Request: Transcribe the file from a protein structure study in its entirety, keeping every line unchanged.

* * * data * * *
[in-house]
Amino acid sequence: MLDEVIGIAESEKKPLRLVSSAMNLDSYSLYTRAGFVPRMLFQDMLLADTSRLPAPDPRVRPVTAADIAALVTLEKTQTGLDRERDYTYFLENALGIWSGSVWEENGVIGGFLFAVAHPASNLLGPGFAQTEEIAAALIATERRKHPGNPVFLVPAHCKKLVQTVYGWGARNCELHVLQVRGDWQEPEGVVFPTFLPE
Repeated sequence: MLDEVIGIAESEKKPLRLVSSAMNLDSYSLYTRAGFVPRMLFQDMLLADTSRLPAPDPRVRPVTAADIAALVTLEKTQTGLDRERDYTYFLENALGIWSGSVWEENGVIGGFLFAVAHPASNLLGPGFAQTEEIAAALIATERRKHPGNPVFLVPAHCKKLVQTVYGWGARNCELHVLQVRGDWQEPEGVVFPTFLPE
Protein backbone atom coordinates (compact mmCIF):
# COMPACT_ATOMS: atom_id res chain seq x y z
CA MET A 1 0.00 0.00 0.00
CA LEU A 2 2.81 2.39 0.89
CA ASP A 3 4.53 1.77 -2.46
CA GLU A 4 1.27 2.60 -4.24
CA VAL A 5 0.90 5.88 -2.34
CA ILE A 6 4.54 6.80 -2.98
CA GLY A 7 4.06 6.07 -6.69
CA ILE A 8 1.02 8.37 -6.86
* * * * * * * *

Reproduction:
[in-house]
Amino acid sequence: MLDEVIGIAESEKKPLRLVSSAMNLDSYSLYTRAGFVPRMLFQDMLLADTSRLPAPDPRVRPVTAADIAALVTLEKTQTGLDRERDYTYFLENALGIWSGSVWEENGVIGGFLFAVAHPASNLLGPGFAQTEEIAAALIATERRKHPGNPVFLVPAHCKKLVQTVYGWGARNCELHVLQVRGDWQEPEGVVFPTFLPE
Repeated sequence: MLDEVIGIAESEKKPLRLVSSAMNLDSYSLYTRAGFVPRMLFQDMLLADTSRLPAPDPRVRPVTAADIAALVTLEKTQTGLDRERDYTYFLENALGIWSGSVWEENGVIGGFLFAVAHPASNLLGPGFAQTEEIAAALIATERRKHPGNPVFLVPAHCKKLVQTVYGWGARNCELHVLQVRGDWQEPEGVVFPTFLPE
Protein backbone atom coordinates (compact mmCIF):
# COMPACT_ATOMS: atom_id res chain seq x y z
CA MET A 1 0.00 0.00 0.00
CA LEU A 2 2.81 2.39 0.89
CA ASP A 3 4.53 1.77 -2.46
CA GLU A 4 1.27 2.60 -4.24
CA VAL A 5 0.90 5.88 -2.34
CA ILE A 6 4.54 6.80 -2.98
CA GLY A 7 4.06 6.07 -6.69
CA ILE A 8 1.02 8.37 -6.86